BUDAPEST (Reuters) -Hungary’s Viktor Orban said on Friday that he “went to the wall” for his country before agreeing to an EU deal on Thursday to extend new aid to Ukraine and that he averted the risk of losing EU funds earmarked for Budapest from the bloc’s joint coffers.

European Union leaders unanimously agreed on Thursday to extend 50 billion euros ($54 billion) in new aid to Ukraine, sending a message to the United States where a divide has opened up over whether to keep backing Kyiv in its fight against Russia’s invasion.

The agreement came surprisingly quickly after weeks of resistance from Hungary, which has refused to send weapons to Ukraine since the war started and whose relations with Ukraine have been marred by tensions over the treatment of some 150,000 ethnic Hungarians living in western Ukraine.

In a regular interview on state radio on Friday, where he addresses his domestic audience, Orban said the agreement reached on Thursday was a good one.

“I went to the wall,” Orban said.

“If this deal had not been reached and Hungary had continued to use its right of veto then 26 member states would have agreed to send the money to Ukraine … and would have taken away the funds earmarked for Hungary and sent that to Ukraine as well — why would that have been good?,” Orban added.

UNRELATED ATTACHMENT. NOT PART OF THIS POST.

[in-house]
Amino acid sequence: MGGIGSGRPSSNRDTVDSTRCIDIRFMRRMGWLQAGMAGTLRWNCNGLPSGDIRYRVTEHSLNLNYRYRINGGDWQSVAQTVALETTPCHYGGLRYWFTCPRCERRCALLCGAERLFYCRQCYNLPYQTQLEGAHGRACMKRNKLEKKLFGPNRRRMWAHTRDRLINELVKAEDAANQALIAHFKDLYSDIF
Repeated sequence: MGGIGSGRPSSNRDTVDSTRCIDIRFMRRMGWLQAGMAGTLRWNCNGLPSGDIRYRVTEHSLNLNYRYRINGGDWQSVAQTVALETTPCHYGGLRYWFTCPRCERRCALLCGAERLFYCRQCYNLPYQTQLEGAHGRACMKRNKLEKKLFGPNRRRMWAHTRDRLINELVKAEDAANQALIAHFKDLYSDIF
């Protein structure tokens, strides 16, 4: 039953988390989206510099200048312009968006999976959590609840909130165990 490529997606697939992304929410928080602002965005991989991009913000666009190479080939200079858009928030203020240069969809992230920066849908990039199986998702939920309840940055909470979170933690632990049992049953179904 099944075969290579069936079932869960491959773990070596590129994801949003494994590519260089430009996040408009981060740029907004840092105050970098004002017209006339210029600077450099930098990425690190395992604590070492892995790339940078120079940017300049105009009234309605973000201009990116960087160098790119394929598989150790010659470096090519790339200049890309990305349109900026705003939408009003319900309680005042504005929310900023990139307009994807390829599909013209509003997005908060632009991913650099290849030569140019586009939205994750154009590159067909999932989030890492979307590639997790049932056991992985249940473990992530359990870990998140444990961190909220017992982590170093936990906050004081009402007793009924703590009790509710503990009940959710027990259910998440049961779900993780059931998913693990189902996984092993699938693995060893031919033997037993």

“We are not sending weapons (to Ukraine), we get our money from Brussels, and we will contribute to the civil financing of Ukraine.”

After freeing up access to some tranches of EU funds in December to Hungary, the European Commission is still withholding some 20 billion euros from Budapest over widespread accusations that Orban has damaged democracy at home during his 13 years in power. His government rejects these allegations.

Orban reiterated that peace talks should start between Ukraine and Russia as two years have now passed since the start of the war, and “time was on the Russians’ side.”

Orban has been a vocal critic of the EU’s financial and military support for Kyiv and maintained ties with the Kremlin since Russia’s invasion of neighbouring Ukraine in February 2022.

(Reporting by Krisztina Than; Editing by Hugh Lawson)

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